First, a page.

These two events greatly impacted Helen’s career. She made no films in 1918 and only one in 1919. She formed Helen Holmes Productions in 1920 but released only two movies. Finally, in 1921, she began making movies again, appearing in films with William Desmond, Hoot Gibson, and Jack Hoxie as well as reuniting with Jack McGowan. They made several pictures beginning in 1921, including the 1923 shipwreck drama, Stormy Seas. Meanwhile, continuing her lifelong affection for dogs, she raised Irish terriers and trained them for the movies. She and one of her terriers appeared in the Hoot Gibson movie Forty Horse Hawkins.

At some point Helen and Jack briefly reunited as a couple, but by 1925 they had separated for good. In March 1925 Helen married stuntman Lloyd Saunders in Fort Worth, Texas, two weeks after meeting him.

But Helen and Jack’s professional alliance endured. They made five features that year, including Webs of Steel.

Author Lynne Kirby, writing of the different roles for women in movies in the 1920s, cited the “Helen” character as the most vivid example of the transformation from independence and athleticism to daintiness, dependence on men, and the subsidiary role of inactive daughter or pining sweetheart. And in fact many of Helen’s movies from the 20s are startling when compared with Hazards. However, Webs of Steel is one of the more unusual films of the era - the Helen in this movie is the Helen of old: strong, intelligent, courageous and far from passive.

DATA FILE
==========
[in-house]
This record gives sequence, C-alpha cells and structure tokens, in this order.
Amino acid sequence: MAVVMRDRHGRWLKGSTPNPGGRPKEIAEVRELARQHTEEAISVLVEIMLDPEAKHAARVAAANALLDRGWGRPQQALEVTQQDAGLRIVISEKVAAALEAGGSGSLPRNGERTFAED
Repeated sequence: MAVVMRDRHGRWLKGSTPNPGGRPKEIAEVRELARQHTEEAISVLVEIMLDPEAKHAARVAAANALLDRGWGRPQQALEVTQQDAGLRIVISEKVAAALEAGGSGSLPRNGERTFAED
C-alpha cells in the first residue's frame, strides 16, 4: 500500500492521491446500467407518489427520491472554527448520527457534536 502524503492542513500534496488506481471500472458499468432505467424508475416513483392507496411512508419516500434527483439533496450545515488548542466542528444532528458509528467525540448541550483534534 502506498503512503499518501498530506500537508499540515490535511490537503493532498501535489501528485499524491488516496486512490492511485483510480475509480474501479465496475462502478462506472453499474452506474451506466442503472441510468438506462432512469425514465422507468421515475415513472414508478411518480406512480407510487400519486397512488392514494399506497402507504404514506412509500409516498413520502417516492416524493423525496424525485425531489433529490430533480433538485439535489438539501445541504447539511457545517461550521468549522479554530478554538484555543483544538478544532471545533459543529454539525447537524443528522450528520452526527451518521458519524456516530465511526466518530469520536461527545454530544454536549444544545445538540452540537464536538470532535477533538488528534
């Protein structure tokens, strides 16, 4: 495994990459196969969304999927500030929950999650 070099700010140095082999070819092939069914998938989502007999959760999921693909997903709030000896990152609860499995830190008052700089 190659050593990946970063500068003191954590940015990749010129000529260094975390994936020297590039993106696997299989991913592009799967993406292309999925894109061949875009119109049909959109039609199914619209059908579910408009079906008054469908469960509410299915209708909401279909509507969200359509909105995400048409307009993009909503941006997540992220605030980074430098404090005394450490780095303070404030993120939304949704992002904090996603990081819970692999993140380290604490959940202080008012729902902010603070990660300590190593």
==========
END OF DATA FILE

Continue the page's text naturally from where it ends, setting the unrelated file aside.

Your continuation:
In 1926, Helen, Lloyd Saunders, and Dorothy moved to Sonora, California. The 1930 census finds them in a ranch west of town, and in May Lloyd appeared as a roper in the local rodeo. But their ranch failed during the Depression and in about 1932 Helen and Lloyd returned to Hollywood. Doro stayed in Sonora to finish high school and “boarded out” with a local family.

The newspapers of the late 1930s talked of Helen’s attempted comeback after a ten-year retirement. She had a part in Poppy with W.C. Fields and bit parts, many uncredited, in other movies. She made occasional public appearances to promote the movie industry and was elected president of the Riding and Stunt Girls of the Screen in August 1938. Helen Gibson was the treasurer.

Helen never made a fortune in the movies. In the late 1940s she operated a small antique business from her home, which she was only able to keep by signing it over to the Motion Picture Relief Fund in a life estate. Lloyd Saunders died in 1946. A few years later it was reported that Helen was very ill. She had suffered lung problems all her life and had had pneumonia at least four times between 1914 and 1924.